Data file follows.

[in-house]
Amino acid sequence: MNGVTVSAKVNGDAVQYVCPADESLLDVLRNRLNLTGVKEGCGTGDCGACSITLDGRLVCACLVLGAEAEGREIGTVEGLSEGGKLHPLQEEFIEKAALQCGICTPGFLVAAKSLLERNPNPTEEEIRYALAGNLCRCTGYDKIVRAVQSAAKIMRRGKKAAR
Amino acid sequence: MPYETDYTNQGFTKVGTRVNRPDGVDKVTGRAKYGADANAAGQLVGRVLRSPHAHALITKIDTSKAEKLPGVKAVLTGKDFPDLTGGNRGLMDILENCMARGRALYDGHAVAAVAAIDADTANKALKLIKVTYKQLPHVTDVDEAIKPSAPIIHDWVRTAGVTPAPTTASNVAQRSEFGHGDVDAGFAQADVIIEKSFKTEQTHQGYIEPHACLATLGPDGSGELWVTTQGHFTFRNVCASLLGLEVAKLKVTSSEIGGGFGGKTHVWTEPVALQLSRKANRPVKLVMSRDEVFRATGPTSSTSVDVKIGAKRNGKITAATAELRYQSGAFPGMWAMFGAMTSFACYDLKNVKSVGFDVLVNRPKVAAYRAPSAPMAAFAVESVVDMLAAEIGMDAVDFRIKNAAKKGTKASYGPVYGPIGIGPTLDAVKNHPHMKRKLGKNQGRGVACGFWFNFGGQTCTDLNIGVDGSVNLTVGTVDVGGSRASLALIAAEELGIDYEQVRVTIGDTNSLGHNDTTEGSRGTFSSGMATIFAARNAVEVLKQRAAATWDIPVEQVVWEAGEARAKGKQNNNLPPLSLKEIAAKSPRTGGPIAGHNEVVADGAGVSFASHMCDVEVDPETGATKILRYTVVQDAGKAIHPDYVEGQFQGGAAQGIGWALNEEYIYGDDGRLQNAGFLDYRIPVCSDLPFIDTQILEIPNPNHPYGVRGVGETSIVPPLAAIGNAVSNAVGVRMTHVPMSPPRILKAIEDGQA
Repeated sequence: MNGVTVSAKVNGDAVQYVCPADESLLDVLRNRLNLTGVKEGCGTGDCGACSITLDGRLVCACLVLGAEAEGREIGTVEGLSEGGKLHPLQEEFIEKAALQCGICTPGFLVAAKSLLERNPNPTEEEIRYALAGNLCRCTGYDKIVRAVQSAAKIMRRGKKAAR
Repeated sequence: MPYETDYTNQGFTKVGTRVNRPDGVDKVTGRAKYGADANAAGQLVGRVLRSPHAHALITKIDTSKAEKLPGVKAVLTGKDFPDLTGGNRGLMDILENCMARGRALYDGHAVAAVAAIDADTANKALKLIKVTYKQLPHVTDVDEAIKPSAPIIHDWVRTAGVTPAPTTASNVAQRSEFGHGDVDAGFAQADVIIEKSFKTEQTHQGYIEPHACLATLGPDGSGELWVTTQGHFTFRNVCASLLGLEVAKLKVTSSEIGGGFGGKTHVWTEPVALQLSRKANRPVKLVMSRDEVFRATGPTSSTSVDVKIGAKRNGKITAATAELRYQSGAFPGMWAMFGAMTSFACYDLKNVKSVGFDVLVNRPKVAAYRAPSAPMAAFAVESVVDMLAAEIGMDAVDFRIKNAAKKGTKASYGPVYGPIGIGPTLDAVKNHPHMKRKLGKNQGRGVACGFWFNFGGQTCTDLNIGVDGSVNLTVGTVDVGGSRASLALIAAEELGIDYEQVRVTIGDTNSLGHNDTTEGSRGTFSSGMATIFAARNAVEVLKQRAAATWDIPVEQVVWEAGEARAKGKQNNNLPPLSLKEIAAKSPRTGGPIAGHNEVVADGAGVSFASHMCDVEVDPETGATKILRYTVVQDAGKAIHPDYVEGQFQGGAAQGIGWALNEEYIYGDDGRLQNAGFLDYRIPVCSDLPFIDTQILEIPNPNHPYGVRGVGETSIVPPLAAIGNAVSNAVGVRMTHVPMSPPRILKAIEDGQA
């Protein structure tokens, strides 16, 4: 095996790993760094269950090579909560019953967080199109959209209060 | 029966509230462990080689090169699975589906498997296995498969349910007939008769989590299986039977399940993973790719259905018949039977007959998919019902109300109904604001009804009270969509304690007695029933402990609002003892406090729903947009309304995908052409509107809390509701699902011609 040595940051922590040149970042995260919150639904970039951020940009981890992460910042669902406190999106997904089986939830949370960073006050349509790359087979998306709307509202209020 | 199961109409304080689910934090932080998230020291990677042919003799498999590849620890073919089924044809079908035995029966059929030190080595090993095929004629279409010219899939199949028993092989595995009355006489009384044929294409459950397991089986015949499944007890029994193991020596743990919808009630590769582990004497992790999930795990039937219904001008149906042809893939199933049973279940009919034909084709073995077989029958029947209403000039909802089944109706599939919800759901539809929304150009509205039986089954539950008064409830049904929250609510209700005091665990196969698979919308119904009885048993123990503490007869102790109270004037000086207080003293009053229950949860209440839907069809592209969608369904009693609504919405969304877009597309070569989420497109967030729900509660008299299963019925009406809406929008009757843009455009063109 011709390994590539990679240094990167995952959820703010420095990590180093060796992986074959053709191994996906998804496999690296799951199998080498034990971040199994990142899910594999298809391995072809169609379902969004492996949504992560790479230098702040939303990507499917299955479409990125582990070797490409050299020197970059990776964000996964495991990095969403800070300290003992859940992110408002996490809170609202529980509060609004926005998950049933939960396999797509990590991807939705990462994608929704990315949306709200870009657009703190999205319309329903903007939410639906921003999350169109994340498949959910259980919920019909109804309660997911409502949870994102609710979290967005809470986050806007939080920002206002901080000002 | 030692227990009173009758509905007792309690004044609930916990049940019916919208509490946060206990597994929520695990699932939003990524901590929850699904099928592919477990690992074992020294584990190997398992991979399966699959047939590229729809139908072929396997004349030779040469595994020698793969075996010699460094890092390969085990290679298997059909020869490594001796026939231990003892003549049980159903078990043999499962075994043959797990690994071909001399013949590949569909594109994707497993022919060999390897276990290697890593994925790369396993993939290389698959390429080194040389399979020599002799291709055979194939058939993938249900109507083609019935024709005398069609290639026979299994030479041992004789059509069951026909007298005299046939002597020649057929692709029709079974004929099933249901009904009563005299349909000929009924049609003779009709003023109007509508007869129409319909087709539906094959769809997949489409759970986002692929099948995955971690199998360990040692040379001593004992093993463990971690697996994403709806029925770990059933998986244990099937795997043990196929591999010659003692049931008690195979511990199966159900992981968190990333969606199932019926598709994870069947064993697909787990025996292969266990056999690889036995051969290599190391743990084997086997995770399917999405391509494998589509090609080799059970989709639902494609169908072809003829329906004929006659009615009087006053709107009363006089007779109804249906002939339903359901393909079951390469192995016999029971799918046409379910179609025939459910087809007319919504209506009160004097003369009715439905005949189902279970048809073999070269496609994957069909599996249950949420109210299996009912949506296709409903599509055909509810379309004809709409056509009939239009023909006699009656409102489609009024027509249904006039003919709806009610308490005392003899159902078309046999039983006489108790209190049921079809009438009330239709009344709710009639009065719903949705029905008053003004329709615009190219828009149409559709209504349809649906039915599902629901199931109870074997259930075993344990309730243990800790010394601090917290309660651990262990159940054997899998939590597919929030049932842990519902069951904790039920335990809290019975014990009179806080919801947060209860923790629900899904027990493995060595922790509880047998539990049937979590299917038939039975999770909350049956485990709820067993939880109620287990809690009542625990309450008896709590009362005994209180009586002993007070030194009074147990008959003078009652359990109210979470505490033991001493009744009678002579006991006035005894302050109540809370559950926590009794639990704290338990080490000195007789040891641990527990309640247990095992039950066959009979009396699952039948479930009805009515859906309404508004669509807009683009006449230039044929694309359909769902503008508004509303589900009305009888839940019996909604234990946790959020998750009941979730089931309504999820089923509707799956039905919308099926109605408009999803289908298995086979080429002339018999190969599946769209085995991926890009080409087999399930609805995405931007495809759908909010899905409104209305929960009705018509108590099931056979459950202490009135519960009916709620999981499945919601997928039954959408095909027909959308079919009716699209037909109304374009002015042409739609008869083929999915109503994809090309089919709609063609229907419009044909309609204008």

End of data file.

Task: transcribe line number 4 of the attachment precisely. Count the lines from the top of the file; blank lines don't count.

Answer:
Repeated sequence: MNGVTVSAKVNGDAVQYVCPADESLLDVLRNRLNLTGVKEGCGTGDCGACSITLDGRLVCACLVLGAEAEGREIGTVEGLSEGGKLHPLQEEFIEKAALQCGICTPGFLVAAKSLLERNPNPTEEEIRYALAGNLCRCTGYDKIVRAVQSAAKIMRRGKKAAR